Genuine rubies are very durable and have been passed down throughout history, generation to generation. This is not the case with these imitations; they are very vulnerable to damage and breakage just in the course of normal wear. Common substances like lemon juice that accidentally splattered onto your stone will cause a whitish etching that will permanently mar the beauty. Little nicks and chips occur much more easily around the edge. And worse yet, if you take any piece of jewelry containing one to a jeweler to have anything done, such as re-sizing a ring, or changing the setting, it can be quickly, horribly – and irreparably – damaged! Where these "rubies" are concerned, this is not the fault of the jeweler! The jeweler has done nothing wrong, but these lead-glass rubies are quickly damaged by the normal techniques that have been used for centuries on ruby. But now we have another "victim"—not only has the consumer been deceived in terms of what they purchased, but the innocent "bench" jeweler gets blamed and suffers irreparable damage to his reputation, as well as the out of pocket cost in replacing the stone.

"But now," urges Matlins, "consumers can do something about it."

Revising the FTC guides as they pertain to this product is essential if we are to stop the unscrupulous from selling them as "ruby," but we need the public's help in ascertaining the scope of the problem. You can take an active role and help make a real difference in reducing consumer fraud and misrepresentation where these lead-glass products are concerned.

But first you need to know what you really purchased. You may not be a victim, but the only way to know for sure is to get an independent appraisal from someone with reliable credentials.

Prestigious Group Offers Public Free Ruby Verification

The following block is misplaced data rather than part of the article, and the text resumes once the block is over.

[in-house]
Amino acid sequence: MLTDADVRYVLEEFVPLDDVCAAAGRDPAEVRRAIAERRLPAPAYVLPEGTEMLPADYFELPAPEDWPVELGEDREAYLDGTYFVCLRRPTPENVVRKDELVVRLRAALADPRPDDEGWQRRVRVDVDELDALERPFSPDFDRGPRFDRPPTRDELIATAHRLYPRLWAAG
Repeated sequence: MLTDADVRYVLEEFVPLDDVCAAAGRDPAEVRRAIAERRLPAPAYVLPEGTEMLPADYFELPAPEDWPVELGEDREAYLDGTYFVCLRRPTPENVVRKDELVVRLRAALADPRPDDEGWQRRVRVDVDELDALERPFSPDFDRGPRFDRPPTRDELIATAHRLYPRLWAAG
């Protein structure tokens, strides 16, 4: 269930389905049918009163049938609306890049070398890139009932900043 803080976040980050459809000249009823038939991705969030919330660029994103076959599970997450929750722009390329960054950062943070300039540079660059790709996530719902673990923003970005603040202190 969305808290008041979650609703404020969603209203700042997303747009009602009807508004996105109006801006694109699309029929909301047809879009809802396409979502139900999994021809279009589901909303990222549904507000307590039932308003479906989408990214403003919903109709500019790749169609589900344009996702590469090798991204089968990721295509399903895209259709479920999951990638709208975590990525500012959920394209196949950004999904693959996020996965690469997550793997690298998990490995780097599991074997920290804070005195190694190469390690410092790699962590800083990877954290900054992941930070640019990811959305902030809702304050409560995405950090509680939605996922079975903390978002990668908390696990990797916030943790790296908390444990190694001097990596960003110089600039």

As an incentive to get an independent appraisal, and to make it easier for people to find a qualified professional, the Accredited Gemologists Association (AGA) is offering help.
If you or anyone you know has purchased ruby jewelry in the past few years, here is an excellent opportunity to verify whether or not it is genuine.  

Members of the Accredited Gemologists Association have volunteered to do identification of rubies or ruby jewelry purchased in the past 3 years – at no charge – if the owner agrees to send a letter to the FTC should they discover that their ruby is not genuine. To find an AGA member near you, go to
If there is no AGA member near you, Matlins recommends checking with the American Society of Appraisers ( to locate a qualified appraiser in your area.

If you discover you purchased one of these stones unknowingly, just send a letter to the FTC telling them when you made the purchase, where it was purchased, what you were told re: the identity of the stone, how much you paid, whether or not you  were told specifically about the need for extreme care when wearing or repairing them, and how the seller handled the situation when you found out and confronted them; if you could no longer locate the seller, this is important to indicate as well. They would also like to have copies of any “documentation” and/or “appraisal” provided by the seller.

To post comments directly with the FTC, visit: